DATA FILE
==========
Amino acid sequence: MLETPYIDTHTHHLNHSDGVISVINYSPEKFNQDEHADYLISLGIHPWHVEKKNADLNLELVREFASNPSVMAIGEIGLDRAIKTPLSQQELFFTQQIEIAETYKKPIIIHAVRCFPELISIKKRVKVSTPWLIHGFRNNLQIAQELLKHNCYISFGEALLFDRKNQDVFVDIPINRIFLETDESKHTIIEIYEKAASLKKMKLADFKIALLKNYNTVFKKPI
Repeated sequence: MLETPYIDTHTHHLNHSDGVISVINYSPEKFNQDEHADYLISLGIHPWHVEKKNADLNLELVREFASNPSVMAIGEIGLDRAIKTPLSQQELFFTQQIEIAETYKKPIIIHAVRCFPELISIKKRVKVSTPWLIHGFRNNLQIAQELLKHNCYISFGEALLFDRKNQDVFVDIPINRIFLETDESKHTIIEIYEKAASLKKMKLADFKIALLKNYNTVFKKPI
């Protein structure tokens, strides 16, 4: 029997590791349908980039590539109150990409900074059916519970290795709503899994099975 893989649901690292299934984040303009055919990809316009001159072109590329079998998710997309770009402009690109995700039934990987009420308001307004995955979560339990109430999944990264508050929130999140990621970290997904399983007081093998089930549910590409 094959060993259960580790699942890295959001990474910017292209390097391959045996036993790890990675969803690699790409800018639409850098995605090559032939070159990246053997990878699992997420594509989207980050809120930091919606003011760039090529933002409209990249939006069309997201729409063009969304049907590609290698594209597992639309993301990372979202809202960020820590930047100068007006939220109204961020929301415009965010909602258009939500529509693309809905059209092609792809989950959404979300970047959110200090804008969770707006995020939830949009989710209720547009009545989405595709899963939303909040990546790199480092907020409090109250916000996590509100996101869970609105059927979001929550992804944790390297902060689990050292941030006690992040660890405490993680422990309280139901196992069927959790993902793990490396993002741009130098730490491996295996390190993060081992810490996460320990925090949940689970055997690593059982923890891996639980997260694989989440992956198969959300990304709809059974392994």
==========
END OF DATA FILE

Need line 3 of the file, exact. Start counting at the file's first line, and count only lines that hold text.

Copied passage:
């Protein structure tokens, strides 16, 4: 029997590791349908980039590539109150990409900074059916519970290795709503899994099975 893989649901690292299934984040303009055919990809316009001159072109590329079998998710997309770009402009690109995700039934990987009420308001307004995955979560339990109430999944990264508050929130999140990621970290997904399983007081093998089930549910590409 094959060993259960580790699942890295959001990474910017292209390097391959045996036993790890990675969803690699790409800018639409850098995605090559032939070159990246053997990878699992997420594509989207980050809120930091919606003011760039090529933002409209990249939006069309997201729409063009969304049907590609290698594209597992639309993301990372979202809202960020820590930047100068007006939220109204961020929301415009965010909602258009939500529509693309809905059209092609792809989950959404979300970047959110200090804008969770707006995020939830949009989710209720547009009545989405595709899963939303909040990546790199480092907020409090109250916000996590509100996101869970609105059927979001929550992804944790390297902060689990050292941030006690992040660890405490993680422990309280139901196992069927959790993902793990490396993002741009130098730490491996295996390190993060081992810490996460320990925090949940689970055997690593059982923890891996639980997260694989989440992956198969959300990304709809059974392994």